The General Education Research Project
Recently, there have been many questions and concerns raised by faculty and administrators over the implementation of the SUNY general education policy. These questions pertain to a range of issues, including policies, procedures, oversight, technical reporting systems, academic freedom, accreditation, assessment, and student outcomes – particularly as they relate to student mobility. Through ongoing discussions and a preliminary data analysis, it has become apparent that a significant initiative will be necessary to update current systems and gather the data needed for a more rigorous policy analysis. To that end, we are requesting funding for two graduate interns who will work out of the Provost’s Office under the supervision of the Student Mobility Project Coordinator.
I. The project aims to support data-driven policy discussions regarding SUNY-GER. In collaboration with IR, the group will address the following research questions:
1. Campus level
i. For campuses that require fewer than the 10 SUNY categories, which categories are they requiring, and which are they leaving out?
ii. For campuses with additional requirements, what are the distributions, credits, and/or topics required?
iii. Are there differences in the general education requirements for native vs. transfer students at four-year institutions?
iv. How many campuses have a policy to waive the completion of specific categories for transfer students who have completed all 30 credits at the associate level?
v. Is there a difference between students who transfer with or without the associate degree?
2. Program level
i. Do general education requirements differ by program?
1. If so, what are the differences?
ii. Does the requirement for the completion 30 general education credits vary by discipline?
b) Student outcomes
1. How many students completed their SUNY-GER requirements during their first two years?
i. How many of those students choose to transfer?
ii. Where did they transfer to?
iii. What majors did they choose?
2. For students who did/did not complete their full SUNY-GER prior to transfer, are there any statistical differences between:
i. majors selected?
ii. time-to-degree ?
iv. credits earned at graduation?
c) Attitudes and Opinions (survey research):
i. How do faculty view the SUNY-GER?
ii. Do these opinions vary by sector?
iii. How do the requirements (particularly the 30 credits) impact the design of new programs?
1. Do these requirements affect AA and AS program development differently?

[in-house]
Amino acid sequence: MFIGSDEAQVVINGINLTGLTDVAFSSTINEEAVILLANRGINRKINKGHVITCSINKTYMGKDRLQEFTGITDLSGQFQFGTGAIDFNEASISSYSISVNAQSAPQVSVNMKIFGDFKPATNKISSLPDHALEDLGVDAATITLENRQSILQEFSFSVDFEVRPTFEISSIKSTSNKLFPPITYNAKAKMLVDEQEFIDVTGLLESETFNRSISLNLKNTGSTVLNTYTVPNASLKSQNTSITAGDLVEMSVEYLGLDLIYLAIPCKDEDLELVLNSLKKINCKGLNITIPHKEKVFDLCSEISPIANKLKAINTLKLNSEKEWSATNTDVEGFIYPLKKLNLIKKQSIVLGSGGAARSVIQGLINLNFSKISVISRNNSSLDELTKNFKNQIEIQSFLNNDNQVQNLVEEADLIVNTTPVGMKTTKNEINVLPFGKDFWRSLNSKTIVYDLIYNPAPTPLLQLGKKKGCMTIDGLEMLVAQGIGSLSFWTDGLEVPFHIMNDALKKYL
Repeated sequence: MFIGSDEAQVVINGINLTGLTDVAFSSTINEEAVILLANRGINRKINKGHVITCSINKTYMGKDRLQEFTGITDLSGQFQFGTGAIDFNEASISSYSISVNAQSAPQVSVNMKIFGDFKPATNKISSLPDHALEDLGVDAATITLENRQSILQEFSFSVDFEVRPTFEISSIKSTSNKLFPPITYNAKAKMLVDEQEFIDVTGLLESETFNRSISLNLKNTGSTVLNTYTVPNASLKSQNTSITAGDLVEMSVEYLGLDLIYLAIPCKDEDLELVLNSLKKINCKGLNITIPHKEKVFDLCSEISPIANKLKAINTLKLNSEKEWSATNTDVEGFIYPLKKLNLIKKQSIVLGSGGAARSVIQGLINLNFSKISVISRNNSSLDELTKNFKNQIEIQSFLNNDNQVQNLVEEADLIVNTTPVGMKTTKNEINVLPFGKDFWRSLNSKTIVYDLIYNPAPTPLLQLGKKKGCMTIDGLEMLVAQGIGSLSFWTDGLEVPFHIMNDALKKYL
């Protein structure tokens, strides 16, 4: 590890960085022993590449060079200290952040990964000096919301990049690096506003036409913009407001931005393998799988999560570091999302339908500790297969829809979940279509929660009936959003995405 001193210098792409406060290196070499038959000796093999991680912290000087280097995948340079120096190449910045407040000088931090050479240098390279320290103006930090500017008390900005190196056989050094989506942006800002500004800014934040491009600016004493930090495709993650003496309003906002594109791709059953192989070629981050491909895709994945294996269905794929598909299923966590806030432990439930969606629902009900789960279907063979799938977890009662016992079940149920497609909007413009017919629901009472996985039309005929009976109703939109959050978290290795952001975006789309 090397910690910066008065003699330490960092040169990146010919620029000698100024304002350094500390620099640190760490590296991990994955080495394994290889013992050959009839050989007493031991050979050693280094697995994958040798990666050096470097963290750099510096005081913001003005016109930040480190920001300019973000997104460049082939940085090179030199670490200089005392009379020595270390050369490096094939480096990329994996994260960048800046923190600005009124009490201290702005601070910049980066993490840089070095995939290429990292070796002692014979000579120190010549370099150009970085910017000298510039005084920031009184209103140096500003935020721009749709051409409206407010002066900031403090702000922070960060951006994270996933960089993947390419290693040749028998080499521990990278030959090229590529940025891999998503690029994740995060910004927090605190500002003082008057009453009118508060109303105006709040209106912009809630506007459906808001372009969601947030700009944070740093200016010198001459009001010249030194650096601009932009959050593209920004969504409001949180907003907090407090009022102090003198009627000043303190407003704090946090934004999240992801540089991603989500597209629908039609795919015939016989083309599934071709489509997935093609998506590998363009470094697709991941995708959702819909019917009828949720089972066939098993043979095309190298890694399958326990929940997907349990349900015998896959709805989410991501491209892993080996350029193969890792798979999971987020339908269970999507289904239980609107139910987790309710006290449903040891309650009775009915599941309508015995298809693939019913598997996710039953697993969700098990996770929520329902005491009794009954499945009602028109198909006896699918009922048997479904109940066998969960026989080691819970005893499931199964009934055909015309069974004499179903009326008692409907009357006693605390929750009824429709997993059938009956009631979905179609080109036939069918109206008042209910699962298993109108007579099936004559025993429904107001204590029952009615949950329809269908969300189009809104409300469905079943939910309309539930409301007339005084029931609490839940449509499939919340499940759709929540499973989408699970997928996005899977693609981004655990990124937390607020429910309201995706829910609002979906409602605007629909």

i. How aware are students of SUNY-GER (vs. local campus requirements).
ii .How do students view the SUNY-GER?
iii. For transfer students who do/do not complete SUNY-GER prior to transfer, how likely are they to:
1. Study abroad?
2. Engage in an internship?
3. Participate in other extracurricular activities?
iv. Using the above metrics, is there a difference in transfer student participation rates in these activities at campuses that have additional general education requirements (beyond the SUNY-GER) vs. those that do not have additional requirements?
II. The project will develop a database that contains an accurate, updated list of all approved SUNY-GER courses for every campus. The database will build on the SUNY-GER table maintained by the Provost’s office. At over 14,000 entries, the table is currently inaccurate and has inconsistencies in formatting. An accurate and properly formatted table is essential as a source of record for oversight purposes, as well as for the technical processes of course submission. The graduate interns will:
a) Format the Provost SUNY-GER table to fit specifications supplied by the IT department, such that the database will be compatible with Oracle.
b) Work with general education campus representatives to update and verify the current list of SUNY-GER courses. Campuses will be responsible for reviewing and updating their course lists in a timely manner.
c) As a reliability check, the Provost’s office course lists will be compared to the SUNY-GER course lists published on campus websites (where applicable). Discrepancies will be resolved with campus representatives.
It is anticipated that the database will be completed by September, 2012, though this is a tentative estimate based on a preliminary evaluation of current state of the Provost table.
III. In collaboration with IT, the project will develop new technical systems for reporting and approving SUNY-GER courses.
a) The revised Provost’s table will act as a filter for courses submitted to SIRIS as approved SUNY-GER. Submitted courses not found in the table will trigger a fatal error in the business rules.
b) A new general education course approval submission software application will be created. The application will capture the information and documentation necessary for general education course approval at the Provost’s office.
1. The submission process will be maintained entirely in digital form.
2. There will be both an internal and campus-facing user interface.
3. Campus personnel will be able to log-on and check the approval status of courses.
4. Course approval will trigger automatic updates in the data warehouse and the provost course table, as well as notify campus personnel of approval via email.
It is anticipated that the project will enhance oversight, improve course approval efficiency, and provide essential data for general education policy analysis. For the graduate interns, the project will offer valuable experience in higher education research and administration, and the opportunity to participate in shaping system-wide policy. Results will be distributed to administrators and faculty as requested, and made publicly available on the Provost website, where appropriate.